Slightly OT...four points on a plane.



#2

Good evening everyone.
Challenge problem:

Arrange four points on a plane such that the distance between any 2 points is one of 2 possible lengths.

There are supposedly at least 5 arrangements that satisfy this, but alas, I can only find the following 4:

1. One point on each corner of a square.

2. One point on each vertice of an equilateral triangle, and one point in the center of the triangle.

3. One point on each corner of a rhombus which has one diagonal congruent to it's sides. (can also be thought of as 2 equilateral triangles sharing a common side).

4. An equilateral triangle, with a fourth point centered on an arc drawn between two point of the triangle, the arc center (radius point) being the remaining point of the triangle.

Any other solutions completely elude me. I'll wait (with baited breath) to see what other solutions the brilliant minds that frequent this forum can come up with.

Thanks, and best regards, Hal


#3

Aren't 1 and 4 special cases of 3?

Edited: 3 Dec 2007, 6:21 a.m.

#4

All 4 points on top of each other?


#5

4 points on top of each other fails the "one of 2 possible lengths test": since they are all zero distance away from each other there is only one length involved. Two dots on one point and 2 dots on another would satisfy the problem.

#6

I was thinking of a trapezium, almost immediately.

Take a symmetrical trapezium in which the diagonals are as long as the longer parallel side. Imagine the longer side on top then you get a “bucket”. In case of a “low”’/”wide” bucket, the (parallel) base is longer than the (left and right) sides. In case of a “narrow” bucket, the base will be shorter than the sides. So in between you can have a bucket in which the base is exactly the length of the sides, in which case there are only two lengths between four points.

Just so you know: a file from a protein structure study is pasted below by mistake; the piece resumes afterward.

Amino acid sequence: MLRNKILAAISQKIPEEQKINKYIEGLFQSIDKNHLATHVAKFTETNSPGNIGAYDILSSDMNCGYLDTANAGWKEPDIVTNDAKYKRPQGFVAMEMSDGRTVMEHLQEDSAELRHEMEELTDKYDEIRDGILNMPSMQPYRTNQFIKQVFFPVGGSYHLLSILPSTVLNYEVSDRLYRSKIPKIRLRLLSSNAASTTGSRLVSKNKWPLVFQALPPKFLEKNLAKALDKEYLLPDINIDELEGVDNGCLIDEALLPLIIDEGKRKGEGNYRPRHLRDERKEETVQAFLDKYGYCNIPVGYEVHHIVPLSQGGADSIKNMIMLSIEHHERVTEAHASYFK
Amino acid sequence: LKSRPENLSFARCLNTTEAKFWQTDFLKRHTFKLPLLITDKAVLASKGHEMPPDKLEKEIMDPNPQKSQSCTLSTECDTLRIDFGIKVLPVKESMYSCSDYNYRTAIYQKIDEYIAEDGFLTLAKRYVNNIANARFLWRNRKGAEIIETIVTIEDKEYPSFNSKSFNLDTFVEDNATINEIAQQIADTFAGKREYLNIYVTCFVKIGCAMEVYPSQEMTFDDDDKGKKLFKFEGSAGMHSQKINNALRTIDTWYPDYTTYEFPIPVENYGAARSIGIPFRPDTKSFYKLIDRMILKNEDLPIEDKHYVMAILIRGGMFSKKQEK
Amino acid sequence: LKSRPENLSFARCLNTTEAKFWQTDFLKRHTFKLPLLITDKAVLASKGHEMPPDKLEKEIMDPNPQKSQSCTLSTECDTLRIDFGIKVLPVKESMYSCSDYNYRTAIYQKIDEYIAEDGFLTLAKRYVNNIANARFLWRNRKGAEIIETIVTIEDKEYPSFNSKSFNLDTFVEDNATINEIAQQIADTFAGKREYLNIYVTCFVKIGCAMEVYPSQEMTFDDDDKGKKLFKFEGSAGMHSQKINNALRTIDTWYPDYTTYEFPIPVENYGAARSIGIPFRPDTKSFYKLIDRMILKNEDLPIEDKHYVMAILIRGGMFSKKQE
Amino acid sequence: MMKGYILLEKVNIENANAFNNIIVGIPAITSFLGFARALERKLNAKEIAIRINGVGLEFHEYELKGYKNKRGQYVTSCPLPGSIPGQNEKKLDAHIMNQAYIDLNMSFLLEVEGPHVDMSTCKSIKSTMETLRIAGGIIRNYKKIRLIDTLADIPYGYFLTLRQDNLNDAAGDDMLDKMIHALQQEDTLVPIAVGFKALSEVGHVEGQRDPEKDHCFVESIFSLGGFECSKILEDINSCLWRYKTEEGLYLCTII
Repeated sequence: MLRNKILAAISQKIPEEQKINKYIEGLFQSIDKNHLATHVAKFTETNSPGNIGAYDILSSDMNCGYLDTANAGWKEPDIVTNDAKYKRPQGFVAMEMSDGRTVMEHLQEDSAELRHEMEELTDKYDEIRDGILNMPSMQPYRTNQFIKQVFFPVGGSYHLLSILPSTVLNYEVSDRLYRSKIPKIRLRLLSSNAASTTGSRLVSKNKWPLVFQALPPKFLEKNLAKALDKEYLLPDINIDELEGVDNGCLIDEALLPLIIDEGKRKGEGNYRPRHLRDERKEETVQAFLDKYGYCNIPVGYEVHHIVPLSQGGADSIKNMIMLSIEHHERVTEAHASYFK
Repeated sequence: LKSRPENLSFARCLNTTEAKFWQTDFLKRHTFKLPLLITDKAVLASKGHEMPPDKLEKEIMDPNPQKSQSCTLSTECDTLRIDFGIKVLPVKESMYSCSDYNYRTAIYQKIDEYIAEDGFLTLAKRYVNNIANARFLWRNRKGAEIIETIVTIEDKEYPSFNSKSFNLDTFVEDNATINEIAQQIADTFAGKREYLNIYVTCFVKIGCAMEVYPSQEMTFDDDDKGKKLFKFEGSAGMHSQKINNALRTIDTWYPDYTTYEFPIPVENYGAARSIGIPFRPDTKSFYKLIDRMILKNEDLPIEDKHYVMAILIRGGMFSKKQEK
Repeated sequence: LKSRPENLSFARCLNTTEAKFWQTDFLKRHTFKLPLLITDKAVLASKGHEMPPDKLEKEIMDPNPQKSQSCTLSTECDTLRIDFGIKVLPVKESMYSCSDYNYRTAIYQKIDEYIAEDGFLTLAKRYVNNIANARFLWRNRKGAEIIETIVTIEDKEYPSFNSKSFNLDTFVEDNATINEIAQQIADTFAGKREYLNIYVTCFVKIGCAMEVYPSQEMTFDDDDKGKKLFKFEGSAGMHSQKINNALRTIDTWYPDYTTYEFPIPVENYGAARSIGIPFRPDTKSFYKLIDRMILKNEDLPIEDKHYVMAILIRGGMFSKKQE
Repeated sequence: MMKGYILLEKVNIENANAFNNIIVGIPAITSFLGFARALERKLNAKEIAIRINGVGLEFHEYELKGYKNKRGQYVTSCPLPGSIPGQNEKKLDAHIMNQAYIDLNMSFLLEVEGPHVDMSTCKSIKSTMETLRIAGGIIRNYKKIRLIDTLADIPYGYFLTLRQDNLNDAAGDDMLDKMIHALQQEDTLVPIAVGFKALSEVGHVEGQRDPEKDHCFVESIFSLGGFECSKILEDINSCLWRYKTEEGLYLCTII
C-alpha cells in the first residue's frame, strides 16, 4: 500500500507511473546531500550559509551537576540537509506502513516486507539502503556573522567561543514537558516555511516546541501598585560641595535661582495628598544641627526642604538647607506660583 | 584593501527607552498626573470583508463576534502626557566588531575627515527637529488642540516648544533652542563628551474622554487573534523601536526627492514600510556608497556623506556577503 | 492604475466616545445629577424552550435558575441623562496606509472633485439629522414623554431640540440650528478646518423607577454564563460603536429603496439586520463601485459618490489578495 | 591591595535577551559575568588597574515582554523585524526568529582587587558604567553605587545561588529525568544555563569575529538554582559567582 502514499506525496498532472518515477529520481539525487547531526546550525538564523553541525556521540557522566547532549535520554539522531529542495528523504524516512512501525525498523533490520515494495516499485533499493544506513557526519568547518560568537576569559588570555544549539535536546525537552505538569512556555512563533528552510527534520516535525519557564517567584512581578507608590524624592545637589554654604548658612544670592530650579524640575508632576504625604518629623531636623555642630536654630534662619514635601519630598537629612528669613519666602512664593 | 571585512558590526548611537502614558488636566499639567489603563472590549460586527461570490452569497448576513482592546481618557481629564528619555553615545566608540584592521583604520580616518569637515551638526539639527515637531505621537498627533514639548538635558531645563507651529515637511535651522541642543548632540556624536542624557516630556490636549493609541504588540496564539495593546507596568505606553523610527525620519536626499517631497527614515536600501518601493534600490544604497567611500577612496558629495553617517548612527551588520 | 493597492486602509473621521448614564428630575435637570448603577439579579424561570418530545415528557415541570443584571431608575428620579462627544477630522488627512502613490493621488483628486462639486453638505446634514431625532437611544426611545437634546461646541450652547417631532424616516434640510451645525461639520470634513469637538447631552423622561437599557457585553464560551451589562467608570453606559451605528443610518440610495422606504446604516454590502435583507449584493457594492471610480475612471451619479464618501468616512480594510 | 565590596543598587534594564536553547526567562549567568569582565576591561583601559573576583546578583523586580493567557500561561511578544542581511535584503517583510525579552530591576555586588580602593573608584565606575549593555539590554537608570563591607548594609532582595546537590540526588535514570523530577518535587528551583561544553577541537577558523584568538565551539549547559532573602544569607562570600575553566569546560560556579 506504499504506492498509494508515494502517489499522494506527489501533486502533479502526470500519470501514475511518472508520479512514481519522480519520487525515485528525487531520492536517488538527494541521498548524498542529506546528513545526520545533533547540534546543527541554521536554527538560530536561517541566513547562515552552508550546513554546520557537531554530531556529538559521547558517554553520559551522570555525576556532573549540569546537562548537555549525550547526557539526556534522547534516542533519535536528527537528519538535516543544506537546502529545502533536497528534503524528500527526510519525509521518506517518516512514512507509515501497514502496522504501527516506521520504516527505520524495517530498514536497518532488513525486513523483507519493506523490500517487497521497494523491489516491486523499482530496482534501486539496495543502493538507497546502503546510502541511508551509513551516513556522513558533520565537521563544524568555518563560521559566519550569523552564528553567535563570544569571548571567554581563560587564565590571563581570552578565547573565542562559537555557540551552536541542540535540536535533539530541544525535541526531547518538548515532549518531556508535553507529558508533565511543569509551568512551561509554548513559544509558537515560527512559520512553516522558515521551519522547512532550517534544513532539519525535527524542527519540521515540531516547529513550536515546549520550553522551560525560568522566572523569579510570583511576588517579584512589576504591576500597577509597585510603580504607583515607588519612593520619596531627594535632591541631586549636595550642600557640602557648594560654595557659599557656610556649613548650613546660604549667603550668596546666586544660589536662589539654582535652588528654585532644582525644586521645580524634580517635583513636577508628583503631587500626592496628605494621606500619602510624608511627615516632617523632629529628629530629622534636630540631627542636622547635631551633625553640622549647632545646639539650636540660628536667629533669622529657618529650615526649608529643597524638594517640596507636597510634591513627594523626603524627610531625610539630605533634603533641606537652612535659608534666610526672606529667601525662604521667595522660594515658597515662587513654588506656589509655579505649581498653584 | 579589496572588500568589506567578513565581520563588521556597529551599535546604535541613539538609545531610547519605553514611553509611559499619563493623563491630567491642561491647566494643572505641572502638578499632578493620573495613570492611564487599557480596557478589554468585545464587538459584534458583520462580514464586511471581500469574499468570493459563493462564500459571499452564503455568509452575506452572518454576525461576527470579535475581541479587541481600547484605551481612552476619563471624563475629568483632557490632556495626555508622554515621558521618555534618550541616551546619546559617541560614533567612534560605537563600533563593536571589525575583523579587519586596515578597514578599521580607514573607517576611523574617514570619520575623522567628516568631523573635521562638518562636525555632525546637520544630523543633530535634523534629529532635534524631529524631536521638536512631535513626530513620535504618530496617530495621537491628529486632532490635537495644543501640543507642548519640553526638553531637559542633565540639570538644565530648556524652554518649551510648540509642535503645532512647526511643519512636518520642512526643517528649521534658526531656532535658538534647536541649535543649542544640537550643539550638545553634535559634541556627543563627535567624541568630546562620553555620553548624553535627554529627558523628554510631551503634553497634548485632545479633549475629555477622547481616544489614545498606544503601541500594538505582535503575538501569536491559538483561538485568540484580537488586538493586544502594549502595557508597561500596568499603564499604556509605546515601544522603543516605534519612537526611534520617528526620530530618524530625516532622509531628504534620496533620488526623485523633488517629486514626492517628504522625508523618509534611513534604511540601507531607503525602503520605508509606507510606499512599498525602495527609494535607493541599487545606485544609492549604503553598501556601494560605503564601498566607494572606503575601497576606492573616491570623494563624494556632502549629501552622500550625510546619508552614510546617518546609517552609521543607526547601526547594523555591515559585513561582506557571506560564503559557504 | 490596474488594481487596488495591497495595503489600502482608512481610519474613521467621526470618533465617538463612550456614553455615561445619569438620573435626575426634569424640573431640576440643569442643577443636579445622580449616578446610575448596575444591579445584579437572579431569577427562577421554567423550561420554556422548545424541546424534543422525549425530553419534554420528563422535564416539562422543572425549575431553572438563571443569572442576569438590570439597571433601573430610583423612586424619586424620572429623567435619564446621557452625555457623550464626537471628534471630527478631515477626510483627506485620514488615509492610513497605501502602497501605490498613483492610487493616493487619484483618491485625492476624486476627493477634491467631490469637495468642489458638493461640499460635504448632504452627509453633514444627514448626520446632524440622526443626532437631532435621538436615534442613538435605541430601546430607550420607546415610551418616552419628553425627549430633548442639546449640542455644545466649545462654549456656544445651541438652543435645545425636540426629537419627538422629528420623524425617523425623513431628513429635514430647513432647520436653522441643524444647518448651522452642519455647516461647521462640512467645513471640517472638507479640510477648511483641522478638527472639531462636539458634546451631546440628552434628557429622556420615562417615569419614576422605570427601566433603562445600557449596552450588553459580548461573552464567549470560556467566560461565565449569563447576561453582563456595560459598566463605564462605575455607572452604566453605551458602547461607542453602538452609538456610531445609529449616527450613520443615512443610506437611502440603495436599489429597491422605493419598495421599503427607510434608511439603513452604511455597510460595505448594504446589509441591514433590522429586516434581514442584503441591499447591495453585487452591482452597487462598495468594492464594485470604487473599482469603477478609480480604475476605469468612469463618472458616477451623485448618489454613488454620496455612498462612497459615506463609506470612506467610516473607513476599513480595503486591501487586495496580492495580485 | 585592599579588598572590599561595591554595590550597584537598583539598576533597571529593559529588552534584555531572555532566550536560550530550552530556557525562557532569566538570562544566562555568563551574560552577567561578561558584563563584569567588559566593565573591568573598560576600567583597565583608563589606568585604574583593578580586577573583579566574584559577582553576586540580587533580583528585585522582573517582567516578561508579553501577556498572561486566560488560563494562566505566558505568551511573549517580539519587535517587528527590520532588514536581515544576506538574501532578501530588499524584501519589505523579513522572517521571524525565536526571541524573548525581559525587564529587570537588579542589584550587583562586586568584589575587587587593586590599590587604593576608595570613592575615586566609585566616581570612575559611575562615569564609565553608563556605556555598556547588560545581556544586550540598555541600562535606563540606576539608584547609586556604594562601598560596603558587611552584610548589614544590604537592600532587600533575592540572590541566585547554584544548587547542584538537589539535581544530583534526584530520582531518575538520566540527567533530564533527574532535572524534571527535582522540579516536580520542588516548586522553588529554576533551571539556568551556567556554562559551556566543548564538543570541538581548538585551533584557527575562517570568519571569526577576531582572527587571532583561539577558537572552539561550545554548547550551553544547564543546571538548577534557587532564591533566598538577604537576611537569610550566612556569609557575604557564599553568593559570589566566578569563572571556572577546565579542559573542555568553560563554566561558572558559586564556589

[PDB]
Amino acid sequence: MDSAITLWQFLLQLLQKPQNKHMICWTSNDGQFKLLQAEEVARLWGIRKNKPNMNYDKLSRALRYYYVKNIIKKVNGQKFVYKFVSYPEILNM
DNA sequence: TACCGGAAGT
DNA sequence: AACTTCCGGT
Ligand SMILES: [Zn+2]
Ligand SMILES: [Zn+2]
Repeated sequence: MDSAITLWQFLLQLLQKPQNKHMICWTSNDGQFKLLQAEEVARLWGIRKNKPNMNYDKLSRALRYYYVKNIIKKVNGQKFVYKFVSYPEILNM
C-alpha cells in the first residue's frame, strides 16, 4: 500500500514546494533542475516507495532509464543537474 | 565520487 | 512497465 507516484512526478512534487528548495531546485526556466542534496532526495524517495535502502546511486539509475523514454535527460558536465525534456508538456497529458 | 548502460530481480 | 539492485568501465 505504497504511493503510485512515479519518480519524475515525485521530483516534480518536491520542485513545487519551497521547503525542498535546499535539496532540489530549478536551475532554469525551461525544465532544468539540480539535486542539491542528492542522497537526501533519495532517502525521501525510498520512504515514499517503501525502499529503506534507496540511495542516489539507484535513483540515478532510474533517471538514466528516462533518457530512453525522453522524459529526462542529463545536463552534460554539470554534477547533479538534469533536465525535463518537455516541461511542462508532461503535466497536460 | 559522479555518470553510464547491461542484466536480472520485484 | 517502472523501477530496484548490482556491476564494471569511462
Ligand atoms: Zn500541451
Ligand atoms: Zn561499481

I won’t be surprised when the golden ratio appears somewhere in the figure.


#7

Quote:
I was thinking of a trapezium, almost immediately.

Take a symmetrical trapezium in which the diagonals are as long as the longer parallel side. Imagine the longer side on top then you get a “bucket”. In case of a “low”’/”wide” bucket, the (parallel) base is longer than the (left and right) sides. In case of a “narrow” bucket, the base will be shorter than the sides. So in between you can have a bucket in which the base is exactly the length of the sides, in which case there are only two lengths between four points.

I won’t be surprised when the golden ratio appears somewhere in the figure.


When I construct this - not being sure if I get it right - I allways get a third length: (1) base=sides, (2) other parallel, (3) the distance between points A and C diagonally.

Edited: 3 Dec 2007, 8:14 a.m.


#8

I have a picture to make clear, but unfortunately I cannot post it right now.

I will try to describe:

When I name de points A, B, C and D (counter clockwise, starting top left) I make sure that AD=AC and AD=BD

A is the top of triangle ACD, D is the top of DAB. Both angles the same and hence both bases are of equal length. By varying these top angles (between 0 and 60 degrees), I can adjust the width of the bucket. The length of the base is depending on the chosen angle and will always but in one case be different than the sides AB and CD.

Rough sketches show that the angle is somewhere between 30 and 45 degrees. I’ll have to try and compute the exact value.


#9

I think that if you make the interior angle between the long top and either of the (shorter) sides to be 72 degrees, you will find that the sides and the short base are all the same length.

If alpha is this top interior angle, then the relationship between side and bottom lengths (x) and the top length (t) is

cos(alpha) = (x/2)/t

#10

Quote:
(with baited breath)

Unless you've been eating fishing worms, you are waiting with "bated" breath!


#11

Thanks Dave...

Got me on that one.

Best regards, Hal

#12

Thanks for the responses everyone.

The isosceles trapizoid (symmetrical trapizium) most of you described was indeed a solution. I was approaching it upside down when I initially tried to use it...I was trying to make the longer base, both sides, and the diagonals all the same length, with only the top being shorter. This of course caused the top to disappear completely, and my figure to become an equalateral triangle.

It's amazing how hindsite can be so clear.

Best regards, Hal

#13

There's a sixth (apart from your 4 and the trapezium):
Take a unilateral triangle ABC with sides of length S, AB is the
base and C the top. Place the fourth point D at a distance S from
the top C, so that the line CD is perpendicular to AB. This is
actually like your point #4, but the opposite point on the circle.
Cheers, Werner

#14

Of course...if I would have just taken my circle "full circle".

Thanks, and best regards, Hal


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